4 Easy Ways To Get Used Cars For Less
Cars are expensive. The average price of a new car is over $34,000 — which is more than many Americans make in a year. Not all cars cost $34,000 or more, of course, but many Americans struggle to budget for their vehicle purchases. Need proof? Just look at the auto loan debt that Americans have taken out over the years. While auto loans can be perfectly healthy in the right amounts, it’s hard not to worry when you see just how fast our national auto loan debt is increasing.
But, no matter how expensive cars get, they’re going to remain a necessary expense for most of us. In many parts of the United States, there’s simply no practical way to get around without a car. Buying a car might not be easy to do on a typical American salary, but that salary would disappear for many people without a car, because a huge percentage of Americans commute to work by car.
1. Saving money on your vehicle
If the time has come for you to buy a new vehicle, you don’t need to panic. While new cars remain pricey, there are ways to save big — and perhaps the best way is to buy a used vehicle.
Used vehicles can be the best of both worlds: many are still high-performing vehicles that feel almost new, yet they also tend to cost a great deal less than their new-car counterparts. Here are a few ways to save even more on your used vehicle.
2. Learn how to negotiate
Negotiating isn’t for everyone, and those who would prefer to avoid it should check out our next couple of tips. But if you’re buying from a private party or a dealership, you should definitely consider haggling a bit.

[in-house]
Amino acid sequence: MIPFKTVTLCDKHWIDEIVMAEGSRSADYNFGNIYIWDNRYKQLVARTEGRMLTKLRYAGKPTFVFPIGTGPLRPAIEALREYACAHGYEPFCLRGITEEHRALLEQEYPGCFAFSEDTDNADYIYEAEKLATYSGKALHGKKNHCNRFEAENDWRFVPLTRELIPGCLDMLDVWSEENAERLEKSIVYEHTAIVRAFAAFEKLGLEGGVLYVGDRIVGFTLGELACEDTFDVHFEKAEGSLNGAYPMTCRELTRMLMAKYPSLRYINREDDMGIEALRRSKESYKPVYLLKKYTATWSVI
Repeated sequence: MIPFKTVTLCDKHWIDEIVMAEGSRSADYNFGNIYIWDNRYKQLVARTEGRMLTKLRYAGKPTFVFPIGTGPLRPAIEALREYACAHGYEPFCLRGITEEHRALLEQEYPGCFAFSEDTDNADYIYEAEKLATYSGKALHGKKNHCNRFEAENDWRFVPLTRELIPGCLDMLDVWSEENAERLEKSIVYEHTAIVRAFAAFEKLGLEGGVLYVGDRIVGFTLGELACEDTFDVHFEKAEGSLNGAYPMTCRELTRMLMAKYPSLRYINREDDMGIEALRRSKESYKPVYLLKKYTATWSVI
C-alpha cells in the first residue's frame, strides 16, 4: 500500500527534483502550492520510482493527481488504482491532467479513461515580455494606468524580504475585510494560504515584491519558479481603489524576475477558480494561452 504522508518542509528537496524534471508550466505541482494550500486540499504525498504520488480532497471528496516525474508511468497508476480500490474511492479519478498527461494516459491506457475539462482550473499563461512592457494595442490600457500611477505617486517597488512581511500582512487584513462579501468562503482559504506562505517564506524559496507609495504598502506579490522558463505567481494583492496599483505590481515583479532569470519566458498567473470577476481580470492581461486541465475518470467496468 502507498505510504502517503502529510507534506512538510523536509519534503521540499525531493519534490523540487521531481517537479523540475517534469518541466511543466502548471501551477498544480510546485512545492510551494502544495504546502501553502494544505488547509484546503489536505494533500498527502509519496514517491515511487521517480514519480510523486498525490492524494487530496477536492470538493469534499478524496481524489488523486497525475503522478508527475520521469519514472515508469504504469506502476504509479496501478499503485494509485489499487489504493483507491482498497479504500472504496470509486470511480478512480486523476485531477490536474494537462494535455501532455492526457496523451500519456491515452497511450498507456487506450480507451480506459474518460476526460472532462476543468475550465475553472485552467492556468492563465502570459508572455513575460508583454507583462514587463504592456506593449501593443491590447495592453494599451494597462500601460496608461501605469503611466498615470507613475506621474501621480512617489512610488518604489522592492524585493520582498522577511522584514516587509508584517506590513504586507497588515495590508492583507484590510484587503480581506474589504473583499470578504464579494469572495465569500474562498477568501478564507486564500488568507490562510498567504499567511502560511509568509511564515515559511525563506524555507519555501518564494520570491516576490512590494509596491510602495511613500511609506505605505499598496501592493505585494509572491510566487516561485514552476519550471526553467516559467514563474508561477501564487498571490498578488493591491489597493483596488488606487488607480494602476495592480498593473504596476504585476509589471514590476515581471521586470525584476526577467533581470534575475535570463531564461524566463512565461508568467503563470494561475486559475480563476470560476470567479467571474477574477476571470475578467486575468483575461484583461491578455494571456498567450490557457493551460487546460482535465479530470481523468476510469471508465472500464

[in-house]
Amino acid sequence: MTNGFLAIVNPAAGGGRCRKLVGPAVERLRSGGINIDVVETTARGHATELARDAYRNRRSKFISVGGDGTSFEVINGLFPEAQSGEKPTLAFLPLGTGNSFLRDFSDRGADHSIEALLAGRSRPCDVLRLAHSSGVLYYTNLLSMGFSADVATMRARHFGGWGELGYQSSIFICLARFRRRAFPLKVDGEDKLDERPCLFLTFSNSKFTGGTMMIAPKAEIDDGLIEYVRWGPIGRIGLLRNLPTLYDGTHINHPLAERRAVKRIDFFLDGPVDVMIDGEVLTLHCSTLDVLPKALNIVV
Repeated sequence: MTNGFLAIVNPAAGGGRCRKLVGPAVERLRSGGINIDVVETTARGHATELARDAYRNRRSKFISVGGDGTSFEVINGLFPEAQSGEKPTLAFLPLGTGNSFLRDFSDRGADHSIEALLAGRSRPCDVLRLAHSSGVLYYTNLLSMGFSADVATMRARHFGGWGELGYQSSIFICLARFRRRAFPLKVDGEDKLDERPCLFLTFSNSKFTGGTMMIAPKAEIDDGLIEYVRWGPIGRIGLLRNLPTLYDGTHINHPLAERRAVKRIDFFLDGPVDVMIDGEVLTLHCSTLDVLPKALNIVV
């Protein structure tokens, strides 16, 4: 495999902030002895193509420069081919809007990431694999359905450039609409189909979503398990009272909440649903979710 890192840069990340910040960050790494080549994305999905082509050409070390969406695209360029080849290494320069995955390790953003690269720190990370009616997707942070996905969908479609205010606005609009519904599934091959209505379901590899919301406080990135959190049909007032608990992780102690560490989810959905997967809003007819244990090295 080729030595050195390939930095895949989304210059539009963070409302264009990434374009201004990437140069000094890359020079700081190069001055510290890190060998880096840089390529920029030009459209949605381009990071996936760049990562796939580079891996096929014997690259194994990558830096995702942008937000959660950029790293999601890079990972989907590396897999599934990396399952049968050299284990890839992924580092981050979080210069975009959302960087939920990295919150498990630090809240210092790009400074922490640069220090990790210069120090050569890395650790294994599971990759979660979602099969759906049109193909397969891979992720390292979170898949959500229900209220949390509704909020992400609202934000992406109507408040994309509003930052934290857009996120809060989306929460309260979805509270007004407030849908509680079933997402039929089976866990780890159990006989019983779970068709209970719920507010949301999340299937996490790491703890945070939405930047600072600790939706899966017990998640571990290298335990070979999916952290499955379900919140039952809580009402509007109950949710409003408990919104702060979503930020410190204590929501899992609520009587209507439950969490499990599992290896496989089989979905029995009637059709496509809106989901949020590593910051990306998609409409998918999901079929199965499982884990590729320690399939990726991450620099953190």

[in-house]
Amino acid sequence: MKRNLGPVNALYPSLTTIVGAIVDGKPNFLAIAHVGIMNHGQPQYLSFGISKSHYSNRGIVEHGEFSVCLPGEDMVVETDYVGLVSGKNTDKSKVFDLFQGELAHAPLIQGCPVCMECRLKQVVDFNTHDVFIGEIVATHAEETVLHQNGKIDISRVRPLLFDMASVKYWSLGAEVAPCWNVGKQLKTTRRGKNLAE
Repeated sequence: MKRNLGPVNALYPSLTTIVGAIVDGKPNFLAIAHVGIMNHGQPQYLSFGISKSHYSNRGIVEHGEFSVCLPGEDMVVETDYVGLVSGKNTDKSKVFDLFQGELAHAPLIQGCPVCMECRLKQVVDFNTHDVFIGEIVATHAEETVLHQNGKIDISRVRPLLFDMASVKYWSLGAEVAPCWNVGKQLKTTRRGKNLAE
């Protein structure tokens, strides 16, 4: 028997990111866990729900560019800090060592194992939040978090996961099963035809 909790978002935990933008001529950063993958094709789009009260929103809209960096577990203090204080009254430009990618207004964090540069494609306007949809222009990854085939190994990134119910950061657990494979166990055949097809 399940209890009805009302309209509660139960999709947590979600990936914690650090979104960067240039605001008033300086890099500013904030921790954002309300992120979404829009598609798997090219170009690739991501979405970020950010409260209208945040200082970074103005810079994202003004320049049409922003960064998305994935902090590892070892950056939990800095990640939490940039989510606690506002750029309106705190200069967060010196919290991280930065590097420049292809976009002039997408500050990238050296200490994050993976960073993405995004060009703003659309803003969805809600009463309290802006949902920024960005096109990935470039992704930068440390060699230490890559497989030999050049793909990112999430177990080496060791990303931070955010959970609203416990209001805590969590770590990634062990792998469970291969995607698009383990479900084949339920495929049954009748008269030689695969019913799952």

You’ll be a better negotiator if you do your research and know how much a car is actually worth. You should also brush up on your haggling skills—know when to refused to negotiate further, when to follow up, and how to approach the discussion.
3. Shop online
Used cars cost less than new ones, but even used cars can feel pricey when you’re at the dealership. The car dealership experience is a stressful one: most dealership employees work on commission, which means they will push hard to make a sale, and dealership pricing is opaque and demands negotiation. When you see used cars on the dealership lot, you may now know where those cars have been. You’re seeing only a few options, and you’re going to pay higher prices.
Not so when you shop online. Online car sales and auction websites make it easy to look at huge numbers of options at once, and the prices are lower than what you’ll see at the dealer. Plus, you’ll have time to do your research and run vehicle history reports — without a pushy salesperson bugging you.
4. Repo auctions
When someone can’t pay their auto loan, the vehicle gets repossessed by the lender. That’s bad news for the debtor, but it could be good news for you.
See, the lender doesn’t want a car — they want cash! So lenders turn to auto auction companies and websites, which in turn run repo auctions. The vehicles are sold off to the highest bidder, often for less than they are worth. It’s well worth your time to check out repo auctions and see if you can save big on a car that is practically new! Just be sure to do your research and spend wisely.